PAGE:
Sunday, November 17, 2019

Mitochondrial lineages in Iron Age Fennoscandinavia, comments

The distribution between lines U and H in Finland has been a point of discussion now.  Many thinkers have underlined that in a big view H is connected to Neolithic farmers and U to Mesolithic hunter gatherers.  Although it is interesting to combine different point of views, sometimes people forget the context and tend to overreact, as in this case has happened too.   Overall the transition to farming happened in Southern Europe around 7000-5000 BCE and in Northern Europe 3000-2000 BCE.  In light of this history all settlements in Finland are extremely young and in Southern Finland differences between female and male haplogroups manifest more migration routes from different compass points and different farmer populations, rather than introduction of Finnish agriculture.  Although I don't believe that this fact is totally missed, wrong highlighting can't be any good. Populations and migrations varied depending on time, during the latest 2000 years especially in the East Europe.   In my opinion in this point researchers have lost the substance, which would hold a question "where did they come and why so much later than in most other places in Europe".  The answer is to be discovered by comparing female and male haplogroups and types in Finland and in possible contact areas.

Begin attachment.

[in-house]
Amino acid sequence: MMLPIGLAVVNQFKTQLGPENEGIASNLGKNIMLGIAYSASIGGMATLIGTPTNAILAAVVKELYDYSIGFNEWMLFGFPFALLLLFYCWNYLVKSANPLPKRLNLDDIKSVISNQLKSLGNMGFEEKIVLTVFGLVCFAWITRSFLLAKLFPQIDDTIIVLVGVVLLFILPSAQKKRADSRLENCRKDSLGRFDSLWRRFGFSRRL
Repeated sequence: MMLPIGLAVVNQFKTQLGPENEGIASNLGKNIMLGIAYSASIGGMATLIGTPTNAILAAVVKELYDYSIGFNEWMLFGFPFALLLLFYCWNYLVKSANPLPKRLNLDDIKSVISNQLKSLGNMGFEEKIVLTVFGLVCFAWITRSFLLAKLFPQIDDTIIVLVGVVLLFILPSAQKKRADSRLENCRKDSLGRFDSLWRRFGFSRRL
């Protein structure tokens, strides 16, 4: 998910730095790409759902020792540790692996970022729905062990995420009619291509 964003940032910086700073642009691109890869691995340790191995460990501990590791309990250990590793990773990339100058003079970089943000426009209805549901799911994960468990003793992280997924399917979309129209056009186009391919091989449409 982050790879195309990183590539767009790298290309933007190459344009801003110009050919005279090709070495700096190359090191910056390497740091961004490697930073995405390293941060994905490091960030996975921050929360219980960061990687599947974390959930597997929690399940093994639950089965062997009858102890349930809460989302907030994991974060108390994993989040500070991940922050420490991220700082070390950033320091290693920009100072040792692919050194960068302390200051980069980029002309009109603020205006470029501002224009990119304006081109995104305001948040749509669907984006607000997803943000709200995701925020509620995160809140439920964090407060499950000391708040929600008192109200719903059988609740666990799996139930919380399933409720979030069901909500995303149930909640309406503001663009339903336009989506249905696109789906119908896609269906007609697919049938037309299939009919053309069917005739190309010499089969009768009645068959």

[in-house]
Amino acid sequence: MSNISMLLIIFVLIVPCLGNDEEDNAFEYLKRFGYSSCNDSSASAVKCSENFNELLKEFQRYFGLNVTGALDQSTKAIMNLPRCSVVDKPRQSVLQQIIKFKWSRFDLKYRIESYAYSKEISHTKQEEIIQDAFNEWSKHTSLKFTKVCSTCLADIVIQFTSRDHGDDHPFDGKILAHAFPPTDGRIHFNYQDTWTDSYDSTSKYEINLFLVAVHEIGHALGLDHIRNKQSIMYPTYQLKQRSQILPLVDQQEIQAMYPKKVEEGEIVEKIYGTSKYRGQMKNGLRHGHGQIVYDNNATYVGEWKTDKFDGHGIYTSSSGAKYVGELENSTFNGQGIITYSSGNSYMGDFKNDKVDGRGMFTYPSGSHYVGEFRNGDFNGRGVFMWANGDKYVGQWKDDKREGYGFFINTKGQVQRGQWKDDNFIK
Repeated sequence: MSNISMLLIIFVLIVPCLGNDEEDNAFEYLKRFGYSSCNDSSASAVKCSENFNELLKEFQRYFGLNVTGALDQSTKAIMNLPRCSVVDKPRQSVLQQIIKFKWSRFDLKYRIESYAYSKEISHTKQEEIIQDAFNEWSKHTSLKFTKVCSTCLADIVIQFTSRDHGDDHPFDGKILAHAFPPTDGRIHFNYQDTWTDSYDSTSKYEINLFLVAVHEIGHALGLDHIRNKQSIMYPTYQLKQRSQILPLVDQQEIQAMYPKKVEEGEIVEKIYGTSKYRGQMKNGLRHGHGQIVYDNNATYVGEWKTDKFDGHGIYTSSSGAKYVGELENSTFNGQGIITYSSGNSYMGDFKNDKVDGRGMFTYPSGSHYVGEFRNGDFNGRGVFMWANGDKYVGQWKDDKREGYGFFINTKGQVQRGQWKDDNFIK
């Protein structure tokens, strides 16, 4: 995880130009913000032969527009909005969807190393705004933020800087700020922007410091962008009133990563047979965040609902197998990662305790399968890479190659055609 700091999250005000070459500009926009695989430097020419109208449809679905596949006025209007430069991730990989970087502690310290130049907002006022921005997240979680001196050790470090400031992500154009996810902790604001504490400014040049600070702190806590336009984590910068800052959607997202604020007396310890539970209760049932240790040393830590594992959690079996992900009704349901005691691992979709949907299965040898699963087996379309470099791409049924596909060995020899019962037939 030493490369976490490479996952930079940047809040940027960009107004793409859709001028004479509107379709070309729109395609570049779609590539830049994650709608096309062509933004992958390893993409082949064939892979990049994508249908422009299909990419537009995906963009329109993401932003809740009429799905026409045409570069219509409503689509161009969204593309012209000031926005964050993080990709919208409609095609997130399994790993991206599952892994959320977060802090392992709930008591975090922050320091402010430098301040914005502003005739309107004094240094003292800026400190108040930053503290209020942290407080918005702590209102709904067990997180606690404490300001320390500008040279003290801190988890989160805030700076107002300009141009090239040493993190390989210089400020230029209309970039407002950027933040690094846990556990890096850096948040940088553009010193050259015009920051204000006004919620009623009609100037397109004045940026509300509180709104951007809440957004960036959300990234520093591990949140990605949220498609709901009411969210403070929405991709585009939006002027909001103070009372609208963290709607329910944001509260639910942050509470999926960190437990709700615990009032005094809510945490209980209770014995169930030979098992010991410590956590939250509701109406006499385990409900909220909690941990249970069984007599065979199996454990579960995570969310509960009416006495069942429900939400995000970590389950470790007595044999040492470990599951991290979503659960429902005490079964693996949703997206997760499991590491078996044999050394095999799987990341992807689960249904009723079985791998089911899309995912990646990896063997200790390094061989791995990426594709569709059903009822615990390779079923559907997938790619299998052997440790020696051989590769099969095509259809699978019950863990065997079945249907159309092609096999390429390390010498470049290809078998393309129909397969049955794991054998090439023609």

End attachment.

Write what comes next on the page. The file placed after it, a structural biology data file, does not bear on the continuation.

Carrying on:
Saturday, November 16, 2019

Mitochondrial lineages in Iron Age Fennoscandinavia